Occasionally, you may stumble upon a lung mass while evaluating for B lines or other common pathologies. Particularly, ultrasonography is good at detecting primary and metastatic lung masses adjacent to the pleural surface. They typically appear as hypoechoic areas that are distinct from consolidated or hepatized lung, with normally aerated lung appearing in the scan field with respiration. Consolidation and fluid bronchograms may be been seen adjacent to the mass.
It is interesting to note that ultrasonography has been shown to have better sensitivity and specificity (89% and 95% respectively) for assessing chest wall involvement by a lung tumor compared to CT scan. Extension of the tumor beyond the parietal pleura into the chest wall can be determined if the mass breaches the pleura and stops moving with respiration. If trying to find this, use a high resolution linear probe. Spectral Doppler may be helpful in differentiating malignant versus benign masses but it is beyond the scope of NephroPOCUS.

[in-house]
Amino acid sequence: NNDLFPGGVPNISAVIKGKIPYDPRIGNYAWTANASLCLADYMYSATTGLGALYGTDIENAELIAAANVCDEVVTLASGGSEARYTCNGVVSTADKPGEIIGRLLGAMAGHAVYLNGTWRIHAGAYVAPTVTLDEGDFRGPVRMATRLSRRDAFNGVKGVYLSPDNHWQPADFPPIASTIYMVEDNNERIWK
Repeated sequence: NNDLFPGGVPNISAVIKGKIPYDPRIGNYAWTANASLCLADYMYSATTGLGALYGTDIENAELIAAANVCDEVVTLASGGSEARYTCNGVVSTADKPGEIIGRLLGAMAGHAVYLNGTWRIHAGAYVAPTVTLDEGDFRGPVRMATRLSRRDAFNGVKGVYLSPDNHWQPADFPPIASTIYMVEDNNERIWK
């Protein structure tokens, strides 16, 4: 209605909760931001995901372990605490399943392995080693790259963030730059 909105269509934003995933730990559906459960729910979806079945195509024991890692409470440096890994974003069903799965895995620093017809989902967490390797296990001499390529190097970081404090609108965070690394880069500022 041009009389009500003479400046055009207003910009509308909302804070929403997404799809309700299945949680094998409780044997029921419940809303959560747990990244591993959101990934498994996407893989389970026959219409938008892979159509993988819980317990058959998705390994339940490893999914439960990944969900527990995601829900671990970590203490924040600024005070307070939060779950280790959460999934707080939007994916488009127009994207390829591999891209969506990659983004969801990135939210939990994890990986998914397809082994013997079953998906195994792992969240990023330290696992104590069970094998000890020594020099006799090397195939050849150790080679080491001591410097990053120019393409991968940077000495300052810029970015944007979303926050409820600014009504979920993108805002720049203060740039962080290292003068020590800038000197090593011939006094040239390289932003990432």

Here is another example shared by Dr. Opazo, obtained from an elderly man with chronic smoking history presenting with cough, weight loss and behavioral changes. Note the right perihilar mass on chest X-ray and CT scan. Unfortunately, it was diagnosed as bronchogenic carcinoma with metastases to the brain.